Current account deficit drops from peak
By David Ljunggren
OTTAWA (Reuters) - Canada's current account deficit in 2011 dropped slightly from the record set in 2010 and is shrinking in proportion to gross domestic product, indicating the worst of the economic crisis may be over.
The deficit for the year fell to C$48.30 billion ($48.79 billion), the second highest on record after 2010's C$50.86 billion, Statistics Canada said on Thursday.
The 2011 deficit represents 2.8 percent of gross domestic product compared with 3.1 percent in 2010. It was the third consecutive annual deficit after a decade of surpluses.
The deficit for the fourth quarter of 2011 shrank by 16 percent to C$10.33 billion on higher exports to the crucial U.S. market, which is finally showing signs of recovery.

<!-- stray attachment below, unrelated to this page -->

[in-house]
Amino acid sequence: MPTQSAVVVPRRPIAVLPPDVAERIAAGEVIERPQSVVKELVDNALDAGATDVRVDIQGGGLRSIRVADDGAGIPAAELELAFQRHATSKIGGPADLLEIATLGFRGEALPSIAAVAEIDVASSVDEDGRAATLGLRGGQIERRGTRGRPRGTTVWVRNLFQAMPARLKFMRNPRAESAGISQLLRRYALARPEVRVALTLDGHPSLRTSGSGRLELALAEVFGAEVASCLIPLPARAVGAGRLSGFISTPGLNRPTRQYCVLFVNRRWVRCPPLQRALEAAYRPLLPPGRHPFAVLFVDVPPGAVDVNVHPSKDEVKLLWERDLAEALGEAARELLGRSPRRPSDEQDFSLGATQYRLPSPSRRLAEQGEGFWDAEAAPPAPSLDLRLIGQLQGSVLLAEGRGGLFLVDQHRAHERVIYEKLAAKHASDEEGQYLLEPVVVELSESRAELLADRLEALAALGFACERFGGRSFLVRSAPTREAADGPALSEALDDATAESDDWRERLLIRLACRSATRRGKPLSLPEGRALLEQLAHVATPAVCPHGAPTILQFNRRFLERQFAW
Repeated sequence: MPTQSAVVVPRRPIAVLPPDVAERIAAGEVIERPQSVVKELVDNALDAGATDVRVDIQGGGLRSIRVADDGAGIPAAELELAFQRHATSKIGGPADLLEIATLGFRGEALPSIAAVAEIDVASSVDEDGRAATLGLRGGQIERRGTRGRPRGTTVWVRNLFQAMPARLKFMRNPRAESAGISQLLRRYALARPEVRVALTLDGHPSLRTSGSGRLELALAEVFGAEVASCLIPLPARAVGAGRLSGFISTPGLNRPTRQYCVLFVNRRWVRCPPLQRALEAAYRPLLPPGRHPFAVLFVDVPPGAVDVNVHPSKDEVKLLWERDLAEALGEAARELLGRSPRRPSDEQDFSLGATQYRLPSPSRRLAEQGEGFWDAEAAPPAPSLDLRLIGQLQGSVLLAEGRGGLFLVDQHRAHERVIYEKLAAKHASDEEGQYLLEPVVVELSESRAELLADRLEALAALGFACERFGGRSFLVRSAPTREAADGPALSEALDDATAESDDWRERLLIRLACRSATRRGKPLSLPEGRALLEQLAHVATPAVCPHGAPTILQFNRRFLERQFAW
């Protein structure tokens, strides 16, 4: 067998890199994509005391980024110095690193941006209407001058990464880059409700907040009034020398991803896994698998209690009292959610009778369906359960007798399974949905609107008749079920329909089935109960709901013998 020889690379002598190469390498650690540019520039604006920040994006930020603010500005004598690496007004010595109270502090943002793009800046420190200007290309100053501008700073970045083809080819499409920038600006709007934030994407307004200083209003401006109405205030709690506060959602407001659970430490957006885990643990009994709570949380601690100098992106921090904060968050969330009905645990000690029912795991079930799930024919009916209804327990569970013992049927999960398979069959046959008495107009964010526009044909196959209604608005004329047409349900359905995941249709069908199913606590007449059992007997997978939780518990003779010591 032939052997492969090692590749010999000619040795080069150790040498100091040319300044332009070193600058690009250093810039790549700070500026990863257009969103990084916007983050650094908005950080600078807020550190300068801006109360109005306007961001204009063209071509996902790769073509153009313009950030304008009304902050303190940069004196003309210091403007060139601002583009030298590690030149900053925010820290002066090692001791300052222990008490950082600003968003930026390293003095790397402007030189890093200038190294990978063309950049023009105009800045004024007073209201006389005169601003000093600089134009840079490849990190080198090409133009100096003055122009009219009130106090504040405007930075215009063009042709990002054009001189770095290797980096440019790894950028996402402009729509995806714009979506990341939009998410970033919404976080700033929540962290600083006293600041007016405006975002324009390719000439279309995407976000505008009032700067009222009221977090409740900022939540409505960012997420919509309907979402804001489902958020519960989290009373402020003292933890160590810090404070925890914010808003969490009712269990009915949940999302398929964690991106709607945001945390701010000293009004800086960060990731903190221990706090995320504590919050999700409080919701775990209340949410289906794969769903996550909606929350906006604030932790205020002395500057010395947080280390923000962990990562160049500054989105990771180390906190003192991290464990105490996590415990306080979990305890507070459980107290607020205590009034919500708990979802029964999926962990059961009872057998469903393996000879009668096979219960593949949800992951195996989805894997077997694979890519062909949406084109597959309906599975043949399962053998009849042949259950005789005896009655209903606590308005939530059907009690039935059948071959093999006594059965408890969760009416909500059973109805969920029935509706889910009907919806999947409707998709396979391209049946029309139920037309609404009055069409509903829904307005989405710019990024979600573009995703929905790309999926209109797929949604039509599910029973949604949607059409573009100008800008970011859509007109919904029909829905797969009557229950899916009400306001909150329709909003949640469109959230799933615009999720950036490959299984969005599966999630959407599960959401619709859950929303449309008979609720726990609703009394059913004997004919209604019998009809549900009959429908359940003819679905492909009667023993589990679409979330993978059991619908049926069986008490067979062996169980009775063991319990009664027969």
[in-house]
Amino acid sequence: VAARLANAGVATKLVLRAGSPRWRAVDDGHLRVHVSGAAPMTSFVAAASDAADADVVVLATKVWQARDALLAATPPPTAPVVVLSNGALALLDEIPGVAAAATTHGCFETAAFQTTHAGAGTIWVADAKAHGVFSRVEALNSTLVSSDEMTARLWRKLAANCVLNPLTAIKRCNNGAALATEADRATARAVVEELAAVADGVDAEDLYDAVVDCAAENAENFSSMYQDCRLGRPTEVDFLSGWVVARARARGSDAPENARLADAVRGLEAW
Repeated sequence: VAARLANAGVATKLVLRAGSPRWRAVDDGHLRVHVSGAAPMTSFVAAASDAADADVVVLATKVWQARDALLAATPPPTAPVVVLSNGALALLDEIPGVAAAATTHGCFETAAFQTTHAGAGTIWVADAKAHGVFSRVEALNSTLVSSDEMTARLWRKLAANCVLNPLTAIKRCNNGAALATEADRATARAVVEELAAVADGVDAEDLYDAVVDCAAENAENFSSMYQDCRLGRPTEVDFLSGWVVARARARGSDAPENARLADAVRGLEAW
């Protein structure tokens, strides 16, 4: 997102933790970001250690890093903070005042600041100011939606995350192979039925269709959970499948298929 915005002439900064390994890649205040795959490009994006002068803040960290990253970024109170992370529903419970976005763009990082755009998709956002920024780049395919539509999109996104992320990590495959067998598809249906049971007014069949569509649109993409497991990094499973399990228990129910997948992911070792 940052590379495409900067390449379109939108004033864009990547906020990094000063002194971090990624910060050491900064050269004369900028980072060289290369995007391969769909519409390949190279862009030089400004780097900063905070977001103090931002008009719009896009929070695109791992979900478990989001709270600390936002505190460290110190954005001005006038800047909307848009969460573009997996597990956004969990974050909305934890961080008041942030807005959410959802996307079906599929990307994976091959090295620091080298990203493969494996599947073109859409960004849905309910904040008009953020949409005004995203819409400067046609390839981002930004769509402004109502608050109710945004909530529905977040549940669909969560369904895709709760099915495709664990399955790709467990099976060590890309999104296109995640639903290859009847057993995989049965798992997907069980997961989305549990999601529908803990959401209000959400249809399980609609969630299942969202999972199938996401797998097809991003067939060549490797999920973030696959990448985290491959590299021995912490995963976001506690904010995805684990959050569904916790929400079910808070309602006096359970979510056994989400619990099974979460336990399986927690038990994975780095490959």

The figure, higher than C$9.40 billion shortfall expected by analysts, represents about 2.4 percent of GDP, down from the 2.9 percent seen in the third quarter.
"The improvement in the goods balance is consistent with a stronger than expected growth outturn in the U.S. economy through the end of 2011. We anticipate this momentum will carry over into 2012 and will bleed into Canadian growth," said TD Securities strategist David Tulk.
The overall balance on trade in goods in the fourth quarter jumped to C$3.13 billion from C$248 million. Exports of goods were up by C$6.68 billion to C$121.47 billion, the highest since the third quarter of 2008.
The services deficit edged up by C$60 million to C$6.16 billion on a lower commercial services surplus and a higher transportation deficit. The investment income deficit widened to a three-year high. Continued...